Here are a few ideas to add to your positivity collection:
- Inspirational books by your bedside (see 25 Most Inspirational Books)
- Quotes written on sticky notes on your nightstand or wall (LINK: read our list of Top Inspirational Morning Quotes)
- Bookmark inspirational talks or videos on your phone (see 20 Most Inspiring TED Talks)
- Motivational audiobooks or podcasts (see 20 Best Motivational Audiobooks)
- Inspirational or uplifting music
- Positive short stories, like Chicken Soup for the Soul
- Spiritual or religious texts or passages
Another idea is to connect your positive material to an alarm app. For example, Alarmy let you turn off your alarm by scanning a QR code from somewhere in your home. You can create a free QR code that, when scanned each morning, leads to a positive quote or talk.
Try a Sunrise Alarm
Seasonal affective disorder (SAD) is a type of temporary depression that's linked to reduced sunlight. This can make mornings especially tough if you wake up in the dark. A simple way to help counteract this is to open your blinds immediately when you wake up or before going to bed.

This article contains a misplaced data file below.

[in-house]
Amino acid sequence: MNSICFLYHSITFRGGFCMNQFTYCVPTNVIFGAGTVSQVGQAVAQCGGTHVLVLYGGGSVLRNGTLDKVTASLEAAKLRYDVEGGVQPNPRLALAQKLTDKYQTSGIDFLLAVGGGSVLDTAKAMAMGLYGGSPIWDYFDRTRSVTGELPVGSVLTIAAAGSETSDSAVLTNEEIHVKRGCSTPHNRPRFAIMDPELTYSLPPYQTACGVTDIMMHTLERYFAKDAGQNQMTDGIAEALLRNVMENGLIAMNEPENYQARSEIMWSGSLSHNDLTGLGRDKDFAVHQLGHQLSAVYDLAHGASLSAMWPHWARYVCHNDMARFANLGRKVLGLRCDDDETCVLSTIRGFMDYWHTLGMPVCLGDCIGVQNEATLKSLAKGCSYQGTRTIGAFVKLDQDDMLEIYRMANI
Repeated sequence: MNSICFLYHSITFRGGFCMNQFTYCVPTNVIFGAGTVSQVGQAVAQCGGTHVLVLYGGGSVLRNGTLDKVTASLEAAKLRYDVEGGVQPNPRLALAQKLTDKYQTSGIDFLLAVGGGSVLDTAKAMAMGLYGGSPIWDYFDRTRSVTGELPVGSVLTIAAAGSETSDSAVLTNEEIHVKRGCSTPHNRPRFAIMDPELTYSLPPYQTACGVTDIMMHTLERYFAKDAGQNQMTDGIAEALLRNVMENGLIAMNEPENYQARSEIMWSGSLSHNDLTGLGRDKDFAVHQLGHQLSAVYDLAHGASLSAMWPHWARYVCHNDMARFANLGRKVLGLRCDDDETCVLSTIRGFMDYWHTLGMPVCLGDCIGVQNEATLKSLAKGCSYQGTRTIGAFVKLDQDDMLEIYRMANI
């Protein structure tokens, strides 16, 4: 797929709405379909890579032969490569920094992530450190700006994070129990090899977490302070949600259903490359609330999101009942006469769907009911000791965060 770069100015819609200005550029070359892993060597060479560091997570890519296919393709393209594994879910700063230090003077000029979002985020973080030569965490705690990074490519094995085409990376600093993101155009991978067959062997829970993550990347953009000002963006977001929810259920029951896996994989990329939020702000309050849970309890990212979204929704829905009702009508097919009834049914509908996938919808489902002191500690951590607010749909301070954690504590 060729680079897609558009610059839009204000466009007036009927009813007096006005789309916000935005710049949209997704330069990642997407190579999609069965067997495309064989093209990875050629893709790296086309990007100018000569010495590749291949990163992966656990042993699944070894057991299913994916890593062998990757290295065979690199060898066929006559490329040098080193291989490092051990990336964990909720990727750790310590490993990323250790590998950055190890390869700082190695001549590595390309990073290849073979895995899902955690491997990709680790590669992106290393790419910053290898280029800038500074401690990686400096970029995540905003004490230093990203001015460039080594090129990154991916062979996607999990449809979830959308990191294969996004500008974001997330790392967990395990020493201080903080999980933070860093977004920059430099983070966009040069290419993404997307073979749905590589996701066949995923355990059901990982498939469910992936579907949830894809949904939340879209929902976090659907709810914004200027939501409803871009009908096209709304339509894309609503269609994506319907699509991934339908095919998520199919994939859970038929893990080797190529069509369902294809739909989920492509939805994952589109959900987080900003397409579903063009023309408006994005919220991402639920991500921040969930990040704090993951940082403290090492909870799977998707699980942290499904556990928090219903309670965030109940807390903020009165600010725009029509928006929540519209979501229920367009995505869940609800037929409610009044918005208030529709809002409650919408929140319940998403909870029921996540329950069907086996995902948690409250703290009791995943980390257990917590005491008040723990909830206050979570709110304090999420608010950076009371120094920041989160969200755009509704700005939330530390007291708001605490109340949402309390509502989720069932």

Some people also invest in sunrise alarm clocks. These slowly increase light over a period of about 40 minutes, depending on when you need to be awake. By mimicking a natural sunrise, it’s designed to fall in line with your biological clock (AKA circadian rhythm). Instead of jolting awake at the sound of a beeping alarm, you’ll slowly regain awareness. This makes waking up easier and more pleasant. One study found that a dawn simulation alarm was as effective as bright light therapy, a common treatment for SAD.
Want more sleep technology like sunrise alarms? Read our guide to the Best Sleep and Wake Apps and Gadgets 2020.
Give Yourself Something to Look Forward to
When we think there’s nothing good to come in the day ahead of us, we have nothing to be excited about. This can make us want to stay in bed longer. To prevent uninspired mornings, it’s important to have something to look forward to.
Each night before you go to bed, try to anticipate positive things that will happen the next day. When you wake up, remind yourself of those good moments to come, like:
- Morning chats with your coworkers
- Completing and submitting a project you worked hard on
- Lunch with friends
- A good dinner
- An evening hobby or outing
- Your favorite post-work TV show
Maybe there’s nothing special going on in your day, and you’re having a hard time finding something to get excited about. Anticipate the small joys, like:
- Your first sip of coffee
- The first bite of a good breakfast
- A good morning kiss from your partner
- Seeing your child peacefully sleep before you wake them up
- Seeing your dog wagging her tail at the sight of you
- The sun beating on your face during a morning walk
Morning funks happen to all of us from time to time. Knowing that they’ll pass soon enough can also keep you in a more positive headspace. By taking charge of your morning routine and practicing extra self-care first thing, you can find inspiration in accomplishments both big and small.